With COVID- 19 sending everyone inside, many people are devoting their extra time to learning new skills, talents and languages.
In San Diego, one technology company built a platform to connect experts with students offline and online. It has seen a surge in its user growth by 93 percent in April alone.
Founded in 2006, by tech executive and founder Steven Cox, the ed-tech company serves a trusted online marketplace for finding group classes and private instructors.
Started in Home
In the early days, Cox said he started in a spare bedroom overlooking Mission Beach after wanting to help his friend pursue his passion as a music instructor. Fast forward to over a decade later, TakeLessons has since expanded its mission helping all teachers make a living doing what they love.
In total, the company has completed over 154 million minutes worth of lessons and now offers over 313 topic categories ranging from performance arts, math, computing skills, academic tutoring, among others.
TakeLessons has received significant capital from San Diego-based Moore Venture Partners, Bay Area-based Crosslink Capital, SoftTech and several others. To date, the startup has raised roughly $20 million. Revenue numbers were not disclosed.
TakeLessons Live, its online group solution, was a huge contributor to its recent growth activity, especially as people are searching for new avenues to stay connected with friends and family from their homes.
So how does it work? Think of it similar to “FaceTiming” with up to 10 of your closest friends, for $20 a month its customers receive exclusive access to live experts across the globe, gaining knowledge in wide range of topics.
“For $20 a month, you get access to any live instructor,” Cox said. “As an example, you could study French from someone living underneath the Eiffel Tower or you can take guitar classes, language classes whatever you’d like. Our sign language is doing really well right now and it’s only 20 bucks a month for all the classes that you can consume. It’s a cost effective way for parents to continue to build and continue their kids’ education while we’re all going through all of this together.”
Launched TakeLessons TV
In response to COVID-19, the team decided to release a new product called TakeLessons TV, in support of those who lost their jobs or can no longer afford the service’s monthly subscription rate.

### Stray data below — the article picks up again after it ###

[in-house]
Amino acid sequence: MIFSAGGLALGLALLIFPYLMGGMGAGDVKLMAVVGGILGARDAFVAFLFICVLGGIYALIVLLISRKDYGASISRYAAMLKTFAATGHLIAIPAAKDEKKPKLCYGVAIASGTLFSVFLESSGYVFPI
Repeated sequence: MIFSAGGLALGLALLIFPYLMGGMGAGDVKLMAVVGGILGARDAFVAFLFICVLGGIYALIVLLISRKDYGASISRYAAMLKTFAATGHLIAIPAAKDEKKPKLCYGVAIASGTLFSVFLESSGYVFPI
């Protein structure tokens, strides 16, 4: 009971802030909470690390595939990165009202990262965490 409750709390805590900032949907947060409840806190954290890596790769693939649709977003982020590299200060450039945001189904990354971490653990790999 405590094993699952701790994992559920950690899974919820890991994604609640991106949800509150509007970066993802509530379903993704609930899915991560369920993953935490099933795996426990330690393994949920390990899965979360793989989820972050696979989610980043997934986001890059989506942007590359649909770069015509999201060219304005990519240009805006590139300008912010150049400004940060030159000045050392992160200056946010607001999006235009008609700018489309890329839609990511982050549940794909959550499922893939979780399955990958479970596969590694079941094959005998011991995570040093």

In particular, the platform offers a free live class each day throughout the week, designed for both parents and kids to find quick and accessible lessons such as job related-skills and K-6 educational topics.
A TakeLesson instructor, Daniel Chan is a master magician who is educating kids through virtual lessons and performances on TakeLessons TV, said he found the experience to be very rewarding.
“I absolutely loved the TakeLessons TV experience. In fact, I’m doing another free class very soon. As a magic teacher, it has allowed me to give back to young magicians. It’s a fun interactive platform that revolutionizes the lesson experience. As a Silicon Valley thought leader, I’m excited as it allows teachers to scale and reach students globally,” Chan said.
Playing the Long Game
TakeLessons was predominantly an in-person tutoring platform with teachers in over 4,000 cities, helping 20 million students annually.
Interestingly enough, the education market is a high-growth market and tops over hundreds of billions. The English language and academic learning category alone is worth around $40 billion, The company said it aims to play the long game as it has multiple lifelong learning categories.
In 2019, a record-breaking number of over 24 million unique visitors came to TakeLessons site. The goal is to keep increasing that number while helping instructors make a better living and providing value to its users.
Cox said he thinks the company will see continued growth of its online platform, although he suspects when all this is over, people may be hesitant in returning back to in-person lessons.
“We think there’s is a fundamental shift that’s happening right now in how people think about their lives and education. We hope that there is a virus cure soon but even if things went back to normal, I think people are going to be a little bit gun shy to go back out and take in-person lessons,” Cox said.
In terms of its business model, Cox said its split in a democratic way, “the instructor that teaches the most classes and keeps students engaged the longest during the class will make the most money.”
The idea is to reward teachers to develop long-term relationships with students, in total teachers have been paid out over $100 million for their lessons. Also, TakeLessons has also partnered with several charter schools to allow them to run their classes online on its platform.
Headquartered in Little Italy, the startups employs 46 local employees.
“We’re excited about being able to offer kind of free classes through TakeLessons TV and excited about just online, in general. We think that we’ve barely scraped the surface in this and there’s a bright future and in this space. Our plan is continue on that growth and help a ton of people every single year,” Cox said.